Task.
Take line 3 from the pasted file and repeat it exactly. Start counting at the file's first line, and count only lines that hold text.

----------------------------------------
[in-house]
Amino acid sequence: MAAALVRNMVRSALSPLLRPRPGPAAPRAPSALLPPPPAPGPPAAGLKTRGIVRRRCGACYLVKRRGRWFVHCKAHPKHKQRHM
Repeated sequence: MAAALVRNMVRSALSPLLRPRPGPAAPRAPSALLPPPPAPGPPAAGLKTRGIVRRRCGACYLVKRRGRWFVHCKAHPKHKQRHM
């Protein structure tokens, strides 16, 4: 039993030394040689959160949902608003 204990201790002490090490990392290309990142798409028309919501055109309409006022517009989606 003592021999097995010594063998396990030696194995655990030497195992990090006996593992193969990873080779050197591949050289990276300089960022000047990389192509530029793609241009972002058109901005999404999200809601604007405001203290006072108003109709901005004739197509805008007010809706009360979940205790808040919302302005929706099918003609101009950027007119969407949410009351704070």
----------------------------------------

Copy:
Repeated sequence: MAAALVRNMVRSALSPLLRPRPGPAAPRAPSALLPPPPAPGPPAAGLKTRGIVRRRCGACYLVKRRGRWFVHCKAHPKHKQRHM